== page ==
CHESTERTON — The town is investing up to $2 million in a fiber optic project aimed at improving communications for existing businesses while further positioning the community as a magnet for new biomedical, financial and high-tech businesses.
“We learned if we didn’t have that in the ground ready to go, we couldn’t compete,” Town Manager Bernie Doyle said.
The project, which is the second large-scale fiber optic effort undertaken in the community in the last four years, involves the underground installation of 15 miles of conduit and fiber in a large loop from one end of the town to the other, said John Nekus, who is aiding the town through his local consulting firm, Monroe Street Group.
The fiber optic lines are made up of either 144 or 288 individual glass strands capable of transmitting digital information via light for telephones, computers, internet, television and video, he said. The technology is attractive because it offers faster speeds and greater capacity than other modes of communication.
The town will own the new lines and is hiring a firm to operate the network once it is in place, Nekus said. It is also maintaining network neutrality, which will allow the town to attract a variety of users for the system.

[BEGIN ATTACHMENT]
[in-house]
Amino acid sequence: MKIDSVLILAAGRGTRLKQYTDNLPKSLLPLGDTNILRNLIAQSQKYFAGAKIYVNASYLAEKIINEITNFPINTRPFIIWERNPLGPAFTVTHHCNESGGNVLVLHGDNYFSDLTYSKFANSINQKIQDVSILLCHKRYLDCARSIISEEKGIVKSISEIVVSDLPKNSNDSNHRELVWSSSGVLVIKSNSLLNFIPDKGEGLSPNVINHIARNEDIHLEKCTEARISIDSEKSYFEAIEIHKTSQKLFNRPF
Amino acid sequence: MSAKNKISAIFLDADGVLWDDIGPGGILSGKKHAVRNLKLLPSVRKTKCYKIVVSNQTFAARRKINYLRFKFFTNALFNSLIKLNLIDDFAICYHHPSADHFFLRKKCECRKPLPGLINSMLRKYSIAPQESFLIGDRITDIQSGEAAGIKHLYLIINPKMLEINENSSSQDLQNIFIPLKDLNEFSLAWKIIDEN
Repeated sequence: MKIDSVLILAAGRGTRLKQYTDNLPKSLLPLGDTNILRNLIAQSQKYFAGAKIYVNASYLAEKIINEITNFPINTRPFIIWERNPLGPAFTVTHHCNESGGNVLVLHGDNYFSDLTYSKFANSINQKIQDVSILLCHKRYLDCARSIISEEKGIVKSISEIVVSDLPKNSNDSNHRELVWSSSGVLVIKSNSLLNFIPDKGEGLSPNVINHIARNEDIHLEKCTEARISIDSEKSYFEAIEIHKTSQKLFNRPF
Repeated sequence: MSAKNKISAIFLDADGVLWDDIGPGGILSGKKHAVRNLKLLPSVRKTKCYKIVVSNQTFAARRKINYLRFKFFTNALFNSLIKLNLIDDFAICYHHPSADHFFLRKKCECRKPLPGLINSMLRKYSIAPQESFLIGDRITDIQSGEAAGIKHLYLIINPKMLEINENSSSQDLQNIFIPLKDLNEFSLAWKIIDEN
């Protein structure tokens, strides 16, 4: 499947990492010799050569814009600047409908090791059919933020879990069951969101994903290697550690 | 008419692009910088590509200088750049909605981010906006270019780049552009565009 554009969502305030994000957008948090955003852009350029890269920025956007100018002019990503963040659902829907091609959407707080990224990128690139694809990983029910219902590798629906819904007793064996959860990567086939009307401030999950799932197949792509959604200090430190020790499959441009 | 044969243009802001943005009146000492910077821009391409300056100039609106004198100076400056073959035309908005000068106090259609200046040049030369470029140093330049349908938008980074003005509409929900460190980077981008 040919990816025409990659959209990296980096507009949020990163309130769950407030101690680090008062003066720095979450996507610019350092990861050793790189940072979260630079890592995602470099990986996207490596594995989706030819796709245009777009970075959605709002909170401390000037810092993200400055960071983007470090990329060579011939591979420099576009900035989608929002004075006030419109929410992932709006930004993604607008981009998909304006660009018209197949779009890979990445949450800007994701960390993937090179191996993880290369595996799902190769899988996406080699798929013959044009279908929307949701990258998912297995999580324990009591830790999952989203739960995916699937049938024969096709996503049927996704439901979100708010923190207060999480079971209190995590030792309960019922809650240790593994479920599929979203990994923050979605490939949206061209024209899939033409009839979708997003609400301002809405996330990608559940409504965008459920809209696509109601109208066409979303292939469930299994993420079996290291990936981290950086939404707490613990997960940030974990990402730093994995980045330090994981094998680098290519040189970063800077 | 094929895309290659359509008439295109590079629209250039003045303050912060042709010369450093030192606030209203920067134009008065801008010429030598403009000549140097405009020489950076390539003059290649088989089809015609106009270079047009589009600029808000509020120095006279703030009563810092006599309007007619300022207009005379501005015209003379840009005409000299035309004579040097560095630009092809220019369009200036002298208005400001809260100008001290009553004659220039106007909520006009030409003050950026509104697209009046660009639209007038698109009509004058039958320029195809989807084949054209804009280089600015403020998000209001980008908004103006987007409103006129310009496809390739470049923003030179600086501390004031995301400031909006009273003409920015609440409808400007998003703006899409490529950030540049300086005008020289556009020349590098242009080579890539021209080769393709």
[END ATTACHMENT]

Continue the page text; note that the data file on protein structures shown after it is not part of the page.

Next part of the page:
In addition to serving as an economic development tool, the fiber optic system will be used by local government and the Duneland Schools Corp. to improve data flow, he said. It may also be decided to offer it to residents at some point.
“Fiber today is becoming as essential as what electricity, sewage treatment and clean water was 100 years ago,” Doyle said.
The project is being paid for with proceeds from the town’s tax increment financing district, which captures revenue from new commercial development within the designated area to be invested back within the zone.
The system will be available to users outside the town as well, he said, which will enhance their efficiency and help the town recover its installation costs.
The town already has installed conduits for fiber optic lines along Ind. 49 in the area of the Indiana Toll Road, Doyle said. The joint effort with the county also included installation of sewer and water lines.